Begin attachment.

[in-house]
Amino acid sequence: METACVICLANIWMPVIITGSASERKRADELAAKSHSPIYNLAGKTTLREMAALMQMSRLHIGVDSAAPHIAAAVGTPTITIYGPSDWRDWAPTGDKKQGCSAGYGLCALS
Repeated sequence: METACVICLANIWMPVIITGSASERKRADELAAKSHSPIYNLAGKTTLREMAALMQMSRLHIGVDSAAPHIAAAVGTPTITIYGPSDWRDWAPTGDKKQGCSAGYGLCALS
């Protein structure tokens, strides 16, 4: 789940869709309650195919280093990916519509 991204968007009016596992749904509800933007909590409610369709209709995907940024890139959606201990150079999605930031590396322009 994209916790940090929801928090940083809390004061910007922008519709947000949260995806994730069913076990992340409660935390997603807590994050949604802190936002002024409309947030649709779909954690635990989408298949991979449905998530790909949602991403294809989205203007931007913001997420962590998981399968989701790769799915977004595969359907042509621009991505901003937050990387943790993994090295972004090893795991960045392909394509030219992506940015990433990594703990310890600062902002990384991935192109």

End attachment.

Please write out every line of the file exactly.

[in-house]
Amino acid sequence: METACVICLANIWMPVIITGSASERKRADELAAKSHSPIYNLAGKTTLREMAALMQMSRLHIGVDSAAPHIAAAVGTPTITIYGPSDWRDWAPTGDKKQGCSAGYGLCALS
Repeated sequence: METACVICLANIWMPVIITGSASERKRADELAAKSHSPIYNLAGKTTLREMAALMQMSRLHIGVDSAAPHIAAAVGTPTITIYGPSDWRDWAPTGDKKQGCSAGYGLCALS
């Protein structure tokens, strides 16, 4: 789940869709309650195919280093990916519509 991204968007009016596992749904509800933007909590409610369709209709995907940024890139959606201990150079999605930031590396322009 994209916790940090929801928090940083809390004061910007922008519709947000949260995806994730069913076990992340409660935390997603807590994050949604802190936002002024409309947030649709779909954690635990989408298949991979449905998530790909949602991403294809989205203007931007913001997420962590998981399968989701790769799915977004595969359907042509621009991505901003937050990387943790993994090295972004090893795991960045392909394509030219992506940015990433990594703990310890600062902002990384991935192109």